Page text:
In "Doctrinal Discussion" William Sillings writes:

God's goodness has meaningful applications to our living today . For one thing, it puts definite limits on the kinds of spiritual, physical, emotional, or moral battles we go through as God's people. For instance, when Jesus was about to be crucified, He told Peter that Satan had desired to have them all in order to sift them as wheat through difficult and crushing circumstances, but He had prayed for them that when they were tested, their faith would not fail. The goodness of God limits what Satan is allowed to do. God has promised that nothing will come to us which we cannot bear, for He will, with the temptation, make a way of escape so we will be able to bear it. Second, if God's goodness can be imparted to us in the fruit of the Spirit (as we believe it can), we can be good like God is good. Being finite and human, we will never be perfectly good as God is, but we are partakers of the divine nature. It is not just a fable to talk about being good. God actually intends for us to have His goodness as part of our experience.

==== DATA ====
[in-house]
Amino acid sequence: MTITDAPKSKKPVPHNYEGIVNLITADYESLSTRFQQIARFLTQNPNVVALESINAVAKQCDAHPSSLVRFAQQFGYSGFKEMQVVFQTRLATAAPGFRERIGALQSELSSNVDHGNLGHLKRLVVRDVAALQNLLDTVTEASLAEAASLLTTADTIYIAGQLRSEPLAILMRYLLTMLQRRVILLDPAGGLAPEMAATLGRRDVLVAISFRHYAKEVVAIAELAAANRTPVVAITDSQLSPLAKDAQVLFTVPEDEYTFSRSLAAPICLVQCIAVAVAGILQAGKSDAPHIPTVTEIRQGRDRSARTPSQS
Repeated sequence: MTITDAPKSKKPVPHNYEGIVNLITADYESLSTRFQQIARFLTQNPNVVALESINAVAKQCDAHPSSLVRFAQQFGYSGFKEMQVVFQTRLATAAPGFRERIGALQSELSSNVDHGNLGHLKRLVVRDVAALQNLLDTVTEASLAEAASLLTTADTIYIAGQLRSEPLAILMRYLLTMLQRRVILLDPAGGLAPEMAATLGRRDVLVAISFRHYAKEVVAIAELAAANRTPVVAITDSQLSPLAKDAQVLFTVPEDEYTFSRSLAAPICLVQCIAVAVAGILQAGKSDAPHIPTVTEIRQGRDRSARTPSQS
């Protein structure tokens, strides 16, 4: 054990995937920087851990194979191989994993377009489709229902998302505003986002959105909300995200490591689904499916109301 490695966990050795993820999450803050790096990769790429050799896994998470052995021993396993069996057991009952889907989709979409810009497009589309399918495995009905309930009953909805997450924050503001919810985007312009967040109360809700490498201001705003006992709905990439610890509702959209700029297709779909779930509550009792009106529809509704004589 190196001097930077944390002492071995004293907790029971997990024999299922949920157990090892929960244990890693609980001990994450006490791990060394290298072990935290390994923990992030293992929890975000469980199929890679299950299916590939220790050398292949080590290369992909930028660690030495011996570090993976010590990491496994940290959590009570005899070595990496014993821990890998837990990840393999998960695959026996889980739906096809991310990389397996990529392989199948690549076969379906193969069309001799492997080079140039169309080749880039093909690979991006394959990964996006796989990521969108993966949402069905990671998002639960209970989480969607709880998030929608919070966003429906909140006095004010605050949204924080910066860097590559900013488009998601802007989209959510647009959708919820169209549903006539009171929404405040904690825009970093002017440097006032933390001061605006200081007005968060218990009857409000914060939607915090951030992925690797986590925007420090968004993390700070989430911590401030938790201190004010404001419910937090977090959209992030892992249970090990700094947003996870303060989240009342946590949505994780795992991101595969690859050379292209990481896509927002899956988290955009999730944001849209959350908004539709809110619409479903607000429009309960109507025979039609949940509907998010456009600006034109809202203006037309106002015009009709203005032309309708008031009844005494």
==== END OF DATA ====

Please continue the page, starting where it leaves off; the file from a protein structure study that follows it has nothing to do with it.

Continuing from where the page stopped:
Source: Studies in the Psalms: Adult Teacher's Insights, page 68.